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War Surgery and Medicine

CHAPTER 1 — Dysentery

page 479



IN the Middle East in the First World War the troops of 1 NZEF suffered from dysentery, as did their successors in 2 NZEF. All fresh troops were subject to attacks of diarrhoea, and large numbers of the more serious cases were hospitalised for dysentery. It was noted that New Zealand troops in general were more prone to dysenteric infection and suffered more severe attacks than did British or Indian troops.

The presence of horses in the lines in base camps in Egypt in the First World War made it difficult to maintain a high standard of hygiene. Throughout Egypt flies abounded in incredible numbers, and the general living conditions of the civilian population were worse than they were during the Second World War. On the Gallipoli Peninsula the sanitary and living conditions were exceptionally difficult. Referring to bacillary dysentery the British Medical History stated that it ‘was prevalent throughout the whole war. It first claimed serious attention when it broke out in epidemic form in Gallipoli in August 1915, where in three months it was responsible for a high proportion of the 120,000 casualties evacuated from the Peninsula on account of sickness.’ Many of the cases from Gallipoli were caused by the Shiga bacillus.

Figures for the total incidence in 1 NZEF are not available, but reports from 1 NZ General Hospital at Abbassia show that between 1 July 1915 and 31 March 1916 there were 6836 patients admitted, and of these 2524, or 37 per cent, suffered from diseases of the alimentary system. Dysentery and infective enteritis accounted for 1156 of the group, the highest incidence being in August and September. (Dysentery was earlier prevalent in the Samoan Expeditionary Force.)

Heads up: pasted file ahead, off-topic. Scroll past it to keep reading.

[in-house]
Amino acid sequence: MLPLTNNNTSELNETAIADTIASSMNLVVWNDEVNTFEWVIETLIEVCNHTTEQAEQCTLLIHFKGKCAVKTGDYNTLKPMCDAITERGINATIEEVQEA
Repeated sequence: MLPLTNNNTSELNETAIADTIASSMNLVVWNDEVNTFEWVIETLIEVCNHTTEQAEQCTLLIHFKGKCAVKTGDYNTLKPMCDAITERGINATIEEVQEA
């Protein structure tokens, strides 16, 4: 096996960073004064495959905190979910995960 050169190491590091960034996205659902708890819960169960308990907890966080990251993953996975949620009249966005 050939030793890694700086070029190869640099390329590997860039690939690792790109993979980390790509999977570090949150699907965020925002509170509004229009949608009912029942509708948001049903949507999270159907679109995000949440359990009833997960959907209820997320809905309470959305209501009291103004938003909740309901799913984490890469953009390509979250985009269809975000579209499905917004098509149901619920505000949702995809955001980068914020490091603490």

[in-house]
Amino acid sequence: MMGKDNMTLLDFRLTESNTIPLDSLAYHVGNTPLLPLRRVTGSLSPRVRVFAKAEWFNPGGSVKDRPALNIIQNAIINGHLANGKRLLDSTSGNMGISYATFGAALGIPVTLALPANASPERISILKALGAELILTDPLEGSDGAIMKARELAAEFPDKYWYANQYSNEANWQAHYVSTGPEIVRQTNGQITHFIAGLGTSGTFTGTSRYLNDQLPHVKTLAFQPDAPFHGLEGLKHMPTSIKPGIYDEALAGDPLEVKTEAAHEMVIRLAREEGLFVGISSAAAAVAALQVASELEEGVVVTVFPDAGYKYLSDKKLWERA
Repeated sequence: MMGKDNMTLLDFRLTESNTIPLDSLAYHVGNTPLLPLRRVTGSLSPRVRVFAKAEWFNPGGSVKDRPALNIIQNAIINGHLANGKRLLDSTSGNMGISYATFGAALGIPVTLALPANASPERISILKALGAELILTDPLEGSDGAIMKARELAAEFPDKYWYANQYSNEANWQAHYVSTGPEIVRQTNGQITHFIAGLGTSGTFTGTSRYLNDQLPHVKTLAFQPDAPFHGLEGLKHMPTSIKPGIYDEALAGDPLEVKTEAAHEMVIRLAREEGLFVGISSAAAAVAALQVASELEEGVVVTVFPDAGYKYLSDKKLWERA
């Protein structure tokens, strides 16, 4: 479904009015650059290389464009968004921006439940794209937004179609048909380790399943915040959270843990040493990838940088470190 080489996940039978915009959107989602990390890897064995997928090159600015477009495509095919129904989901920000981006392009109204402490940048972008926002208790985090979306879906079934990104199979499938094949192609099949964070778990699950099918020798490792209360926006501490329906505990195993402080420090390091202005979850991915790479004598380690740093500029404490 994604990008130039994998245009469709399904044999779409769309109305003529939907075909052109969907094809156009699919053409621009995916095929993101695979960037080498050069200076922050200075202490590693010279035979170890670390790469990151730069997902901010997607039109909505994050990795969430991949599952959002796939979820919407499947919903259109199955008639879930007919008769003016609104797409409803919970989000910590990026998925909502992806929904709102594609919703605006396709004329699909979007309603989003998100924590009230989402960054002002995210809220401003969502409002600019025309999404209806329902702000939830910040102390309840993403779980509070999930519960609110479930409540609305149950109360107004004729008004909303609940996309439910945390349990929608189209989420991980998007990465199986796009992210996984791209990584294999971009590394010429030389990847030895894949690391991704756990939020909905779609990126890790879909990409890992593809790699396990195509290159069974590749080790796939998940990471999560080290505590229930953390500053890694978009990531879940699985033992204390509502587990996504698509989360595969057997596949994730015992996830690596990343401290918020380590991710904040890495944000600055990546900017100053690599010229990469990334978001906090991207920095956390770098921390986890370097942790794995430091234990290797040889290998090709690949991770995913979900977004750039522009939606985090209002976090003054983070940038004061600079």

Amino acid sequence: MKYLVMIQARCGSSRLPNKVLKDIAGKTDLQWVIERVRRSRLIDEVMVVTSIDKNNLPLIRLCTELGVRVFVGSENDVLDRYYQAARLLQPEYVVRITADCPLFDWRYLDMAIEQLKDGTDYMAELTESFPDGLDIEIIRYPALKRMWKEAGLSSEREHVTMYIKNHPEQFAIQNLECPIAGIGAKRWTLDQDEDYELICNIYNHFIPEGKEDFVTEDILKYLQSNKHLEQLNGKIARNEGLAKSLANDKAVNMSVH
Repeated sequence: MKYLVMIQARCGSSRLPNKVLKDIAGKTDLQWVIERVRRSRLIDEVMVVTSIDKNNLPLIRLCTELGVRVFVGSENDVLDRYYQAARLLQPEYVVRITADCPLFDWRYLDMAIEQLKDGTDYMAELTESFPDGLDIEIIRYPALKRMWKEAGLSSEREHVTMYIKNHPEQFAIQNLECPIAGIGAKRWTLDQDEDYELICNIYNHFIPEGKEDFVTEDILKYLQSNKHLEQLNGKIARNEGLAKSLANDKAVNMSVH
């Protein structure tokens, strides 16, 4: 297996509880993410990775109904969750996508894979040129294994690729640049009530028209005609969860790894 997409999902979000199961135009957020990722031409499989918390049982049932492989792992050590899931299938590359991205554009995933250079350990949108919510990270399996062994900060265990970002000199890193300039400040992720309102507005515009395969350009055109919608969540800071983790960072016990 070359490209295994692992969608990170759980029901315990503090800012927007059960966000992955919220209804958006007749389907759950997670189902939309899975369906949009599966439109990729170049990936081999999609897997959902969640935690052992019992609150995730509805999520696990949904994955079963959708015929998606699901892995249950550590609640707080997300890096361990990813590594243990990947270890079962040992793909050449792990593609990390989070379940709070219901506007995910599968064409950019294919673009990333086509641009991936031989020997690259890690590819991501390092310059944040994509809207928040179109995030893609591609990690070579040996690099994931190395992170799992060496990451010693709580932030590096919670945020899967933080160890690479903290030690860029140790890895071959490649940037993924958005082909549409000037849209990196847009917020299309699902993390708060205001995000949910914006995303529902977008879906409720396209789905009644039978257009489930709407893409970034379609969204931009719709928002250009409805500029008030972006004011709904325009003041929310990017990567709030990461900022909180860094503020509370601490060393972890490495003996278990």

In France the conditions of trench warfare were such as to make it difficult to maintain an efficient standard of sanitation. On the Somme in 1916 there was an outbreak of bacillary dysentery, mainly Flexner in type. There were 81 deaths from dysentery in 1 NZEF overseas.

No specific treatment for bacillary dysentery was available, and the attacks were often prolonged and very debilitating. Amoebic page 480 infection was treated with emetine both by injection and by mouth. A British survey published in Diseases of the War shows that for 2319 cases of dysentery from Gallipoli the time of treatment averaged seventy-five days. It was estimated that amoebic dysentery formed about 10 per cent of the dysentery cases from Gallipoli, 2 per cent to 7 per cent of the cases from Egypt and Palestine, and 2.8 per cent of the cases in France.

Experience in New Zealand between Wars

Dysentery did not cause any great civilian health problem in New Zealand after the return of 1 NZEF. Pensions cases were few. At 31 March 1924, for all forms of gastro-intestinal disease, there were only 43 men permanently on pension and 271 temporarily on pension. Some cases of amoebic abscess of the liver were recorded in ex-servicemen who had served in the Middle East. Occasional cases of amoebiasis have been diagnosed as late as 1948 and the infection attributed to First World War service, with the infection lying dormant since that time. Amoebic dysentery was not made a notifiable disease by the Health Department until 1926 and the first case was not notified until 1933. No further case was notified until 1941.